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    This seems to be stable enough that putting a pie onto the heated pan and moving/removing it with a peel will not be dangerous. I like that the bottom of the pan should get very even heat by sitting on the rib rack instead of something like bricks.

    Even though the pan arrives tomorrow, it may well be a week before the first pizza cook since we are spacing our grocery runs a week or so apart and I don't have everything needed right now.

    But the fun doesn't stop there! I had totally forgotten about the meat hanger. Here it is, installed in all its glory:

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    That is actually the longer of two spits (more on that below), but it shows that a very substantial piece of meat can hang in this thing. The piece that is near the bottom of the spit in this photo can slide to anywhere along it and be anchored with a set screw. It seems to me that it can act to prevent meat from sliding off the end of the spit or be at the top for hanging metal skewers that have an eye at their top. With skewers hanging really high, tandoor type cooking is definitely possible. But with the hanger in the orientation shown, and most likely with the shorter spit, this will be wonderful for shawarma or meat for tacos al pastor. With the meat up high, no rotisserie action will be needed for even searing around the outside of what is on the spit. I can't wait for the gyro parties and taco parties this will make possible, as meat gets sliced off the spit onto a plate held underneath. People can start assembling their food while the lid gets closed for more meat to sear on the outside and the next group can be fed.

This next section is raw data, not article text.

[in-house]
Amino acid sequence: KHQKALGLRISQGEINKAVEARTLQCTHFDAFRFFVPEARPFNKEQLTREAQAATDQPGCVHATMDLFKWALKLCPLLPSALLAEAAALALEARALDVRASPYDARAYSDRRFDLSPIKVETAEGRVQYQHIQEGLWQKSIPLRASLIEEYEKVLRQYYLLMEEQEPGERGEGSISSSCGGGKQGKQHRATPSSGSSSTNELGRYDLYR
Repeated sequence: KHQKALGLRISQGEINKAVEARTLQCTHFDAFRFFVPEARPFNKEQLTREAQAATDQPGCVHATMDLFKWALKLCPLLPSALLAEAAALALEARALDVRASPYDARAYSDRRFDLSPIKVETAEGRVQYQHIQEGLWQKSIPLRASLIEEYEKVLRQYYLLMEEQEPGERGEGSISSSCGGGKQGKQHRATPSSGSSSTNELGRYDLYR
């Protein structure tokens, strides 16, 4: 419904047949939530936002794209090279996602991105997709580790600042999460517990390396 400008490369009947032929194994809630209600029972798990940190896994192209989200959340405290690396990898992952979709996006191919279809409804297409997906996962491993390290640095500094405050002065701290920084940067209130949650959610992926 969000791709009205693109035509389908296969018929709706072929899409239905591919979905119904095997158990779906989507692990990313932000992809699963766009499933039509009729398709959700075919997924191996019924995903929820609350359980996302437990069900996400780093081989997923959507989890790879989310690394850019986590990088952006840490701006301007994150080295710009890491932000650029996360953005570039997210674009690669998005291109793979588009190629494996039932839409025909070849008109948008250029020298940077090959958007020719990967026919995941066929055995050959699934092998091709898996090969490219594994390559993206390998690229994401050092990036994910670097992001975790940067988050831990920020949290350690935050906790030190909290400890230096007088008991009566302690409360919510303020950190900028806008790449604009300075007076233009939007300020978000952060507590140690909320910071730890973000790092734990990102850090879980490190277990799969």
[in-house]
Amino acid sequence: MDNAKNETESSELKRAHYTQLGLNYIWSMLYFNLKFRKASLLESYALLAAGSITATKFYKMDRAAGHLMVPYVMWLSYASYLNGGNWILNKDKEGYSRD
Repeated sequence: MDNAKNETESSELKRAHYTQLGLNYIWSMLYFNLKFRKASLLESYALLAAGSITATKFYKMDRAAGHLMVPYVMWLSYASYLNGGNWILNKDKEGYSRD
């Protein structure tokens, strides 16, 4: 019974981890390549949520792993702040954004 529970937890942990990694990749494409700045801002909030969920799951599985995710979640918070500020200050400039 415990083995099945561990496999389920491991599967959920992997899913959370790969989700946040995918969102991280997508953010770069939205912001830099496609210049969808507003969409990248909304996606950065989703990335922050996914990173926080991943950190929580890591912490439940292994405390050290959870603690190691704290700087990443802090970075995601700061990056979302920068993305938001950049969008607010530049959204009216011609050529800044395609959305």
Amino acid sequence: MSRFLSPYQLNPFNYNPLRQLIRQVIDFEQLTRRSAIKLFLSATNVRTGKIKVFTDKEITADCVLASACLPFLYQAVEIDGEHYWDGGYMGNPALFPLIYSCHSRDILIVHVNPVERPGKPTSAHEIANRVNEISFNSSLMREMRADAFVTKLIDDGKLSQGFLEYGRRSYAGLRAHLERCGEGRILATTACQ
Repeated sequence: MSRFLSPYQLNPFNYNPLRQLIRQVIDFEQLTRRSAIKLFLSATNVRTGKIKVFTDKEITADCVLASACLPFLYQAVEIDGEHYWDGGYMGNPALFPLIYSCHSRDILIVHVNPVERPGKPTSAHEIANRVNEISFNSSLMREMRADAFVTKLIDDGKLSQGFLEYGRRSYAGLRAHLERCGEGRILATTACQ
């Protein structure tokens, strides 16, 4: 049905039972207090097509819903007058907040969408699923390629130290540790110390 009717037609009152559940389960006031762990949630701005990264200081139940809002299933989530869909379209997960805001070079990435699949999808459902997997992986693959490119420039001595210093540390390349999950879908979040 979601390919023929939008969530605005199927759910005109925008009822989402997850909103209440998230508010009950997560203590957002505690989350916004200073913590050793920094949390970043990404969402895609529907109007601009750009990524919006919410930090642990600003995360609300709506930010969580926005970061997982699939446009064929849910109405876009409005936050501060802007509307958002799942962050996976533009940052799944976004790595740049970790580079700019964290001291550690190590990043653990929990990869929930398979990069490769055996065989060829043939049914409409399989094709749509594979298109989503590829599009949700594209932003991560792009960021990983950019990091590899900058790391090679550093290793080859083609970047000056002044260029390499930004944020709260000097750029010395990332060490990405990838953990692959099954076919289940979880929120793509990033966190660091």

Finally, there's a grill that can be adjusted to almost any height along the longer spit. This will only work for single level cooking, as the frame for hanging prevents the main level grill being in place. I suppose this might have benefit for a larger tandoor cook than is available on small skewers hanging from the four arms, but the grill can't go really high before it starts to hit where the frame narrows, so I don't know if you can get to the ultra hot zone with it. Maybe somebody here will have an idea on what sort of cook this is designed for.

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    At any rate, I see some fun adventures ahead that hopefully will make me want to hang onto my trusty companion rather than moving it on and building an outdoor kitchen with the LSG Adjustable installed.

    #2
    Wow the possibilities. Can't wait until next week to see some pictures. Nice surprise I'm sure can of like finding a $100 bill in your pocket!

    Comment


      #3